Confucius say when Melbourne girl in Sydney, she should seek out what she cannot find back home.
Not ridiculous heels and unflattering hemlines, but top-shelf Sichuan food with a sprinkle of Sydney glam.
Thus I find myself at the LCD-screen encrusted door to Neil Perry’s Spice Temple, pushing open the digital image of a shimmering curtain and wondering how those Sydney girls totter down the stairs to the basement without turning an ankle.
The promise of a cocktail of fresh pomegranate or lavender tea soda in the bar upon arrival may have something to do with it. There’s a choice of 12, inspired by the Chinese calendar.
Else there’s the 100-piece spice-friendly wine list, close to half of which, unexpectedly, are Europeans. Or there’s beer.
The $69 10-dish banquet is the easy solution to a menu of which every dish tempts – be it tingling prawns, heaven facing chillies or hot, sweet, sour and numbing pork.
It also provides a balance and harmony to one’s meal, which could be quickly waylaid if an adjective-happy Melbourne girl was doing the ordering.
The banquet starts delicate and builds in heat, climaxing with the aforementioned pork and an equally smouldering wagyu brisket, before a cooling coda of fluffy watermelon granita.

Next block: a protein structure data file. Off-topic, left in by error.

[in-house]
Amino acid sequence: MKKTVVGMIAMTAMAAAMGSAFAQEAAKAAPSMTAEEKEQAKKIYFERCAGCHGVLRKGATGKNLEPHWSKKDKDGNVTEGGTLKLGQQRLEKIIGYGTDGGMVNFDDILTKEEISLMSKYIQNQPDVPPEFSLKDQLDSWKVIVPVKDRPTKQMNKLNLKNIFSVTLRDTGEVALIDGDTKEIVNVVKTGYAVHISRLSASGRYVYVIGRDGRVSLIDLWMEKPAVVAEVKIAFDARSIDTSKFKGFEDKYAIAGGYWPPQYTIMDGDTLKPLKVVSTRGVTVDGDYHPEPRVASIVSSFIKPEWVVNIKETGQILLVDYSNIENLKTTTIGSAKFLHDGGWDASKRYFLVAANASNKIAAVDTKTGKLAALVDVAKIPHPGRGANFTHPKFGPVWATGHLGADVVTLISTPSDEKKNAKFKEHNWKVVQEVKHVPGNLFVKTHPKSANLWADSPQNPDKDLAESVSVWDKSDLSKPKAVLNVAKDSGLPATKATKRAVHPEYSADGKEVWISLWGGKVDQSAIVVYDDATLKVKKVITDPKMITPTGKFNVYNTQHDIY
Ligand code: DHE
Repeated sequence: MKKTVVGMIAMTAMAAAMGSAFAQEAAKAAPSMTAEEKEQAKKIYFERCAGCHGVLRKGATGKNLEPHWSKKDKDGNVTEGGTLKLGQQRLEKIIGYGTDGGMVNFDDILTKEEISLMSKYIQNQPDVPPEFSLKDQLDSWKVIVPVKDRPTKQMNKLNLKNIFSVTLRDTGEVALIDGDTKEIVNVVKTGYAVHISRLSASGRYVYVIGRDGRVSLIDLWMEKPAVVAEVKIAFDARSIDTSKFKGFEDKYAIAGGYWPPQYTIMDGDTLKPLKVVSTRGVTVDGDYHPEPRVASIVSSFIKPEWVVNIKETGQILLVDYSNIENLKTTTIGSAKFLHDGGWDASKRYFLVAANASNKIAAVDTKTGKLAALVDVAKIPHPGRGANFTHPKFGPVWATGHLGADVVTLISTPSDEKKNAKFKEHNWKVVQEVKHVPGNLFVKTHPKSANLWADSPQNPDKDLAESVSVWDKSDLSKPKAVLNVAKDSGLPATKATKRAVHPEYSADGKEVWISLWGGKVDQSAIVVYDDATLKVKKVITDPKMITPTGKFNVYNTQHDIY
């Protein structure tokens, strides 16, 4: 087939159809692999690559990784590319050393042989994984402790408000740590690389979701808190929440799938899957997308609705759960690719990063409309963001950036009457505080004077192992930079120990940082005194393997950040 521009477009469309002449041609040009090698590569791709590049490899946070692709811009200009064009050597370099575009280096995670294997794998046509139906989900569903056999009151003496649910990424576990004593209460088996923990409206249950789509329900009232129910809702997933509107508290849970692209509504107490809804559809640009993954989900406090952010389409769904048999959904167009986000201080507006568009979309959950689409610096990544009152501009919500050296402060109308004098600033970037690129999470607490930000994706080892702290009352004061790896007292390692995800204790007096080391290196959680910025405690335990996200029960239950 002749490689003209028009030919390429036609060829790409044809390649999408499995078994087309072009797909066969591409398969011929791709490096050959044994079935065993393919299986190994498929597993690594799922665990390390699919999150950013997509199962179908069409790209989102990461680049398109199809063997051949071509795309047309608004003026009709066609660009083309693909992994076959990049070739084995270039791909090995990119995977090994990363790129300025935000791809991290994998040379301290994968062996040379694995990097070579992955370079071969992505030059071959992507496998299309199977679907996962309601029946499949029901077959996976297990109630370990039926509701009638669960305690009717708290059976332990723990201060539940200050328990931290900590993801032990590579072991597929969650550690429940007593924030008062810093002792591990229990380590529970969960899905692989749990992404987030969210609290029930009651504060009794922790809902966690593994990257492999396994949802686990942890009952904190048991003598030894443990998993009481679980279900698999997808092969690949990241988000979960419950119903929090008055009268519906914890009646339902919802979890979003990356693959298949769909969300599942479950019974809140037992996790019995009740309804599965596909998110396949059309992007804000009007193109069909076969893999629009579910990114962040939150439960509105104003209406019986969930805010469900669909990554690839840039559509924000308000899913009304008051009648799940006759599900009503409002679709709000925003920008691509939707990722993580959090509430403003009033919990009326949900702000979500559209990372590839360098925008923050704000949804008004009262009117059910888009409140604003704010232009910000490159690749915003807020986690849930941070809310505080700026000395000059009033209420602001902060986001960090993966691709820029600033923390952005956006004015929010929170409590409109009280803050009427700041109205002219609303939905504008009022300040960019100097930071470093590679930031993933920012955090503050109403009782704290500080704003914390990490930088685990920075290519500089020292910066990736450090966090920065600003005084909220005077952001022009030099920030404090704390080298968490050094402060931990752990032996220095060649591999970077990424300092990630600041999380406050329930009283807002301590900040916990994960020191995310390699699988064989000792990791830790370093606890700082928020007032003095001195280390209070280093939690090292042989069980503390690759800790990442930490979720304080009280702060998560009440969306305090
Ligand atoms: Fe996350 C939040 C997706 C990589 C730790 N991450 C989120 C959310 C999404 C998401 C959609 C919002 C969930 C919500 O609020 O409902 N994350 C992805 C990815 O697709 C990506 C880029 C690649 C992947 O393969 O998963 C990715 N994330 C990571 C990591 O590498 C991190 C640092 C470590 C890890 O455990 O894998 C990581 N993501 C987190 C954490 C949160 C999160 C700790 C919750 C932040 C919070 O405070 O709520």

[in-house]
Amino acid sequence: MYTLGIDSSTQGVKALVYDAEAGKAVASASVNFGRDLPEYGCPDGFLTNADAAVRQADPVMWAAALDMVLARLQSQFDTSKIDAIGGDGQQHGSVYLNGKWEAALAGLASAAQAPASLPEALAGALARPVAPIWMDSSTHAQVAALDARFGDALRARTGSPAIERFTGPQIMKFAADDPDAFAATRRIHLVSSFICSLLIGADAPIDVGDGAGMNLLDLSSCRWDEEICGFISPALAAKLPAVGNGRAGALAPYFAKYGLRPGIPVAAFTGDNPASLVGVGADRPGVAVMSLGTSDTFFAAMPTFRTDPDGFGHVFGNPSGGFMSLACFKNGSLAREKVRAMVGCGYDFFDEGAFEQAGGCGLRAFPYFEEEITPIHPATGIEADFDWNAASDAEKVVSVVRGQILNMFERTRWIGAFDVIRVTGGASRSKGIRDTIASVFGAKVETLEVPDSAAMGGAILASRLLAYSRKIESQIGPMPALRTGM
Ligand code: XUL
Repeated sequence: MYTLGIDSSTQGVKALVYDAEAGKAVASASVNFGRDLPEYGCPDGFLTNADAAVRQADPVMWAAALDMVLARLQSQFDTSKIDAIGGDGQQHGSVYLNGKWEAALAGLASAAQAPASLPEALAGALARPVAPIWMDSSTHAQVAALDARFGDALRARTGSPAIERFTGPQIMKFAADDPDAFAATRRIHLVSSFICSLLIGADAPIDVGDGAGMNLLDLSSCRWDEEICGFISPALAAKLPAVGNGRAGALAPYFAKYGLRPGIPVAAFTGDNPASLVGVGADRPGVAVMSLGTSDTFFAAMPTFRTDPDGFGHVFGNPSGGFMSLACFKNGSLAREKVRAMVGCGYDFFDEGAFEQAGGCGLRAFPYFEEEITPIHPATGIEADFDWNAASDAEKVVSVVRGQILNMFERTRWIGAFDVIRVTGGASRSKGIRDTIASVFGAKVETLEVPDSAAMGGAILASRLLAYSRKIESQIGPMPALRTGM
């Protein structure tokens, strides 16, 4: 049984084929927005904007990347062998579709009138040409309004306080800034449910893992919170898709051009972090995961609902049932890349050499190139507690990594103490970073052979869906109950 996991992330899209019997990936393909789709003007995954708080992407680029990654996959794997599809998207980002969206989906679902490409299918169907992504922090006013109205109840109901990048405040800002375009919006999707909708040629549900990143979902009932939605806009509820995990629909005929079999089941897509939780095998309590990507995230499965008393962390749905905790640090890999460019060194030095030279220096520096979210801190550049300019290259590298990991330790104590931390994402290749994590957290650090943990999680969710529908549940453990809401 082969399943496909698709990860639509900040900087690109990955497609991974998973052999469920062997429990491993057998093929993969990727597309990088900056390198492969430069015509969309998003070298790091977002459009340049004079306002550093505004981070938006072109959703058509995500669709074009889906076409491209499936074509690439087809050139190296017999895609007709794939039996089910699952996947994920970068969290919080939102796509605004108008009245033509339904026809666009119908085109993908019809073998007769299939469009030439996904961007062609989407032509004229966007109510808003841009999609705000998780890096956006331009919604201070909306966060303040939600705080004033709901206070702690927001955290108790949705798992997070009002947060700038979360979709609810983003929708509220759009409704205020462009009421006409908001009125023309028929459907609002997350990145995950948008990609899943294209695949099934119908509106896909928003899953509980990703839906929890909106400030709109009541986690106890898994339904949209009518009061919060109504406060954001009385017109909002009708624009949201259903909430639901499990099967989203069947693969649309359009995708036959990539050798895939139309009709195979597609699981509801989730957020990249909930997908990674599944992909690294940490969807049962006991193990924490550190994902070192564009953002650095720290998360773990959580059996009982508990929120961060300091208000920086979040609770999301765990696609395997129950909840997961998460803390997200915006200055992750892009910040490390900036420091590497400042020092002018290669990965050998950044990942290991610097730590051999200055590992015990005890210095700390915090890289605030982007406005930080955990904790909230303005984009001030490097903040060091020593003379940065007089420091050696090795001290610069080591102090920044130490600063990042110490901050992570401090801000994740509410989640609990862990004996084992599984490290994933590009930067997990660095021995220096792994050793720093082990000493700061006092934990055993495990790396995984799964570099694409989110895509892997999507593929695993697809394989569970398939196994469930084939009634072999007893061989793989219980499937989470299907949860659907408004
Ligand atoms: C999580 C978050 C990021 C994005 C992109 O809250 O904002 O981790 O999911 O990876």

Think fresh pickles of cabbage and cucumber, followed by steamed eggplant mixed at the table with perfect amounts of garlic, coriander and sweet pork.
An elegant dish of steamed shredded chicken with ginger and spring onion oil would have been apt in a lady’s finger sandwich.
Earthy cumin lamb pancakes remind of the breadth of Chinese cuisine.
While I’m here to sate my addiction to Sichuan mouth-tingles, Spice Temple also pays smoky spicy salty homage to Hunan, Yunnan and Jiangxi influences – anything bar the Cantonese mainstays of Australian country town restaurants.
In an oh-so-cool setting to boot.